Chelsea History Festival Returns for Its Second Year

2 September 2020

Following a successful first year that saw over 10,000 people enjoy a diverse programme of speakers, historians and performers in the heart of London, the Chelsea History Festival is returning for a second year, 17-27 September 2020.

This year’s festival will take place both physically and virtually with an exciting programme of talks, tours and events presented by three iconic institutions: the National Army Museum, the Royal Hospital Chelsea and Chelsea Physic Garden. The programme will cover a wide range of themes, from military to art history and social to natural history.

Festival highlights

Headline speakers include Philippe Sands, one of the UK’s most prominent human rights barristers, in conversation with James Holland discussing his most recent book, The Ratline: Love, Lies and Justice on the Trail of a Nazi Fugitive. Hallie Rubenhold whose book, The Five: The Untold Lives of the Women Killed by Jack the Ripper, won the Baillie Gifford Prize and was named Hay Festival Book of The Year.

Following a similar format to last year’s sold-out Remembering Arnhem event, the Chelsea History Festival will present an evening with Bletchley Park spotlighting its role in the Second World War. In keeping with the intelligence theme, Ben Macintyre, one of Britain’s most acclaimed historians, tells the incredible story of Ursula Kuczynski. Codenamed ‘Sonya’, she conducted some of the most dangerous espionage operations of the 20th century, including planning an assassination attempt on Hitler and helping the Soviet Union build the atom bomb.

Former Children’s Laureate and one of Britain’s best-loved writers, Sir Michael Morpurgo will talk about how he turns the subject of war into fiction. He has adapted his much-loved novel War Horse into a picture book, providing a gateway to help children understand the history of the First World War. Olivette Otele, who last year became the first Professor of the History of Slavery at Bristol University, will provide a fascinating insight into the rich, varied complex history of encounters between people defined as ‘Africans’ and ‘Europeans’ spanning back over 2,000 years. She will be showcasing new research ahead of the release of her book African Europeans in October.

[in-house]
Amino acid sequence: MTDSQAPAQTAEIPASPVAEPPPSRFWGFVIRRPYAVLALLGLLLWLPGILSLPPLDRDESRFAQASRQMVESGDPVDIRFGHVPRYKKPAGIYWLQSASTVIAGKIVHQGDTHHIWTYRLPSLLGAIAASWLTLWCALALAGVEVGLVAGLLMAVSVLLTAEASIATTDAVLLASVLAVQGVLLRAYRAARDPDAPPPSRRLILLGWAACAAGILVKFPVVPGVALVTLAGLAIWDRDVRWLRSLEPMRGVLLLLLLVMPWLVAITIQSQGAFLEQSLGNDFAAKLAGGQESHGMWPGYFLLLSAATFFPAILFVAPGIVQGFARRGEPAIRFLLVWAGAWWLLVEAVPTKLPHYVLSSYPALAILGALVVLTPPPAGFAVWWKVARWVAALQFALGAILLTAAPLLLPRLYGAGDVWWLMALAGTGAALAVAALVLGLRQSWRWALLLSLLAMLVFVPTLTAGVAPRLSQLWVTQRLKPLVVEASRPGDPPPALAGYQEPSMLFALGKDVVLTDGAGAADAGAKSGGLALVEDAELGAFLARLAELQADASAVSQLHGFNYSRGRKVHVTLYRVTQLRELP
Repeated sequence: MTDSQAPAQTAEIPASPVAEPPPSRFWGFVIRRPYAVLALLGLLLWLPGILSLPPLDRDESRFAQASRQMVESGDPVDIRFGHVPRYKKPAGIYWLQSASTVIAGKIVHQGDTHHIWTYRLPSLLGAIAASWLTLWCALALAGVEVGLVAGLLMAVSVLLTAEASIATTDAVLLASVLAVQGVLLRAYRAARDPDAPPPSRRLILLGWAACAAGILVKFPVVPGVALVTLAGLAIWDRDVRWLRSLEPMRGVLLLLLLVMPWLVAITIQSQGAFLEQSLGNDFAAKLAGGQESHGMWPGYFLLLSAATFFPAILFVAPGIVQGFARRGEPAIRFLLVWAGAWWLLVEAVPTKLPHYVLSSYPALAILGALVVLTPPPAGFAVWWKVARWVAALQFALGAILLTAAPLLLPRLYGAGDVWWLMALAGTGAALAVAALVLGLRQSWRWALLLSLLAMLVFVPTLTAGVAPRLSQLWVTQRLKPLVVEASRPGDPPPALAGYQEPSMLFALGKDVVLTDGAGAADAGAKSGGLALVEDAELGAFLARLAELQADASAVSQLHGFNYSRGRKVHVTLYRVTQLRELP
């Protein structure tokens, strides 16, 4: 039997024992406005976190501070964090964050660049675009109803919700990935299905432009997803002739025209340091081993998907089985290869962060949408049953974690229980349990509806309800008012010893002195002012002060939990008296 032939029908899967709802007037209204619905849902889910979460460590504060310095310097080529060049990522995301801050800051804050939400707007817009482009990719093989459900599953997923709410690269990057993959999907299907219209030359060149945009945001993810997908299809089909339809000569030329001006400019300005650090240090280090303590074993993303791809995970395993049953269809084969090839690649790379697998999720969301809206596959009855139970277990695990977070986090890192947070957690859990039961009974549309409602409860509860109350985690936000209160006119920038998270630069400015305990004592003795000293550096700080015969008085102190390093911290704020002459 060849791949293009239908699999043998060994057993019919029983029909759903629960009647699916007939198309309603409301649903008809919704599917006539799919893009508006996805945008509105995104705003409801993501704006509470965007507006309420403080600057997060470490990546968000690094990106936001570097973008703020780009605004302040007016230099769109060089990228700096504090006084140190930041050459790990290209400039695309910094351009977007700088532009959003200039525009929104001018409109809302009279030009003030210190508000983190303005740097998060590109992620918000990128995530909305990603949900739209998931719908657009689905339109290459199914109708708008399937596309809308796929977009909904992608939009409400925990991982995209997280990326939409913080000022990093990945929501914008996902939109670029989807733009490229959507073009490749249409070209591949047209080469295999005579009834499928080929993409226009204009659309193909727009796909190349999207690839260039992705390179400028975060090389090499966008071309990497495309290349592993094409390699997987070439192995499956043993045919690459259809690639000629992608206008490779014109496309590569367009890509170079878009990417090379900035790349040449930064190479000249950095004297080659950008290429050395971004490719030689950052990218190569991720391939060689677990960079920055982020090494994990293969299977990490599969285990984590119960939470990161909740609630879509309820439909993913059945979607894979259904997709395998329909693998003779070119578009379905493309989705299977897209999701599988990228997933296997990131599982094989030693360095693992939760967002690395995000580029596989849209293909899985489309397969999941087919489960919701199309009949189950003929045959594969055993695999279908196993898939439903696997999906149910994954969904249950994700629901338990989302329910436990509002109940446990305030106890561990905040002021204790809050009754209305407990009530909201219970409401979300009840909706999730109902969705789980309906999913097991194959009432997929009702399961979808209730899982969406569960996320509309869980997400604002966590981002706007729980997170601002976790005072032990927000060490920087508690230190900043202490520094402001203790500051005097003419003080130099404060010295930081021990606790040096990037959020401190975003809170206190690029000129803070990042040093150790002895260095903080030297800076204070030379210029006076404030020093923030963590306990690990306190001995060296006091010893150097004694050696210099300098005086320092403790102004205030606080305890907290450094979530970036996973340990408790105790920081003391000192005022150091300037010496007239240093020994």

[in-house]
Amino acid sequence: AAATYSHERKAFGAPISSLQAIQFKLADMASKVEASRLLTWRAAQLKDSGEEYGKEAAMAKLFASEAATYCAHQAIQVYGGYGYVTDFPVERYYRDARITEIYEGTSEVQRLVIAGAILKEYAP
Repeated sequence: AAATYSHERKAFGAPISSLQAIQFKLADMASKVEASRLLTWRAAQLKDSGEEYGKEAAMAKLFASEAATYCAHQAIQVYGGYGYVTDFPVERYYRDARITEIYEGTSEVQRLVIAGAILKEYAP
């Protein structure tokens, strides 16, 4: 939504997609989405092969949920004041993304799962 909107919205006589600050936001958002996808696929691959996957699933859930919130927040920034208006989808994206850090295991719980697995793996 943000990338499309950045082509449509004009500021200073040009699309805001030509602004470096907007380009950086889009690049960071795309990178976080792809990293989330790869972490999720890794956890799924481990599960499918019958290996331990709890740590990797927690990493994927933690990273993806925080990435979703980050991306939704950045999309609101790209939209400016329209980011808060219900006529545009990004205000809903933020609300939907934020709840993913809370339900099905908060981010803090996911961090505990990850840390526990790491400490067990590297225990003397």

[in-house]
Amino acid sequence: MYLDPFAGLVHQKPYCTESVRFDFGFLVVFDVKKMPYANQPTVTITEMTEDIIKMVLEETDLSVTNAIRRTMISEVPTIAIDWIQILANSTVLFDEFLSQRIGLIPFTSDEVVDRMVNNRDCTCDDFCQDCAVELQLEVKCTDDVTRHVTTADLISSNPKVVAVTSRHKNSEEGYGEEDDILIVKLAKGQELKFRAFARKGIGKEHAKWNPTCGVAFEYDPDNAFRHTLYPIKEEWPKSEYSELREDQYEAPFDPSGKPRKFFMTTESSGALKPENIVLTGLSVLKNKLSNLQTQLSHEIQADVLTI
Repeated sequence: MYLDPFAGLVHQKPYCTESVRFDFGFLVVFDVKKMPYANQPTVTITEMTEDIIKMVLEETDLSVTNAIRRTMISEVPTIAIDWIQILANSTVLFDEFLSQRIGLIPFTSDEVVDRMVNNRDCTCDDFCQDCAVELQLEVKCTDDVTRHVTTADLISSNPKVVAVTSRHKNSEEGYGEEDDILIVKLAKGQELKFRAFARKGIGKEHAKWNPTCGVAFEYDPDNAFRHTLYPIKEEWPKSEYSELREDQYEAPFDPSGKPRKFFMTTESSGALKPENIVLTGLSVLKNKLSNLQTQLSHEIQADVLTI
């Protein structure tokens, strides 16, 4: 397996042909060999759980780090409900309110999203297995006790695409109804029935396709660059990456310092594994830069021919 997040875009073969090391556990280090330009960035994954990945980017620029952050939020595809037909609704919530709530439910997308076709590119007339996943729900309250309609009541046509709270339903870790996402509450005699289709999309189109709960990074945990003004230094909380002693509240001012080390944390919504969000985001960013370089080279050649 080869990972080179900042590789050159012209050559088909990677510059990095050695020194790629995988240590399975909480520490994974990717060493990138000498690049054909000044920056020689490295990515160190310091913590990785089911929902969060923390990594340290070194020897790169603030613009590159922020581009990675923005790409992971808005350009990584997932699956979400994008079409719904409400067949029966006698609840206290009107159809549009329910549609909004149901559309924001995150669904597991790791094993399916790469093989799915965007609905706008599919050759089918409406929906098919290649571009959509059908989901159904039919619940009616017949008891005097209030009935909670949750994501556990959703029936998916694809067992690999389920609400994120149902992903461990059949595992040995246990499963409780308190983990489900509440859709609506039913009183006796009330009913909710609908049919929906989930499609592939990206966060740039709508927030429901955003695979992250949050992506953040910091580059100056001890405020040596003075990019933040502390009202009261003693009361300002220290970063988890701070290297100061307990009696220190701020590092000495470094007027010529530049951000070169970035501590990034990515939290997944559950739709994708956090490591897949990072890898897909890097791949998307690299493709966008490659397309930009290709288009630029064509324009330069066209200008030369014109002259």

The expansive line-up also includes science journalist and novelist Laura Spinney, whose recent book Pale Rider explores the global history of the Spanish Flu, one of the greatest human disasters of all time.

Award-winning war reporter Christina Lamb has worked in combat zones for over 30 years. Her new book, Our Bodies, Their Battlefield, gives voice to the women of conflicts. She will be in conversation with world-renowned human rights lawyer Baroness Helena Kennedy, who has worked internationally with women in conflict zones.

Renowned historians Valerie Hansen and Peter Frankopan will discuss the birth of globalisation, exploring the impact that the flow of goods, people, ideas and technologies between Afro-Eurasia and the Americas had on the world 1,000 years ago. Professor Peter Frankopan is the bestselling author of The Silk Roads and The New Silk Roads.

During a career spanning 60 years, Sir Don McCullin has become one of Britain’s foremost war photographers. In a short film made specially for the festival, he will be joined by historian Barnaby Rogerson to reflect on their time exploring and photographing archaeological sites across the Middle East.

Also joining this year’s festival is Martin Brown, illustrator of Horrible Histories, who will take families on a journey from the bloody Battle of Waterloo to the frightful First World War and will get them drawing in a quick-fire workshop.

Closing the festival, award-winning historian James Holland will be sharing his extensive new research into Operation Husky, the Allied assault on Sicily in 1943, which remains the largest amphibious invasion ever mounted and was a major turning point of the Second World War.

Reflecting on our past

Festival Director, Harry Parker, says: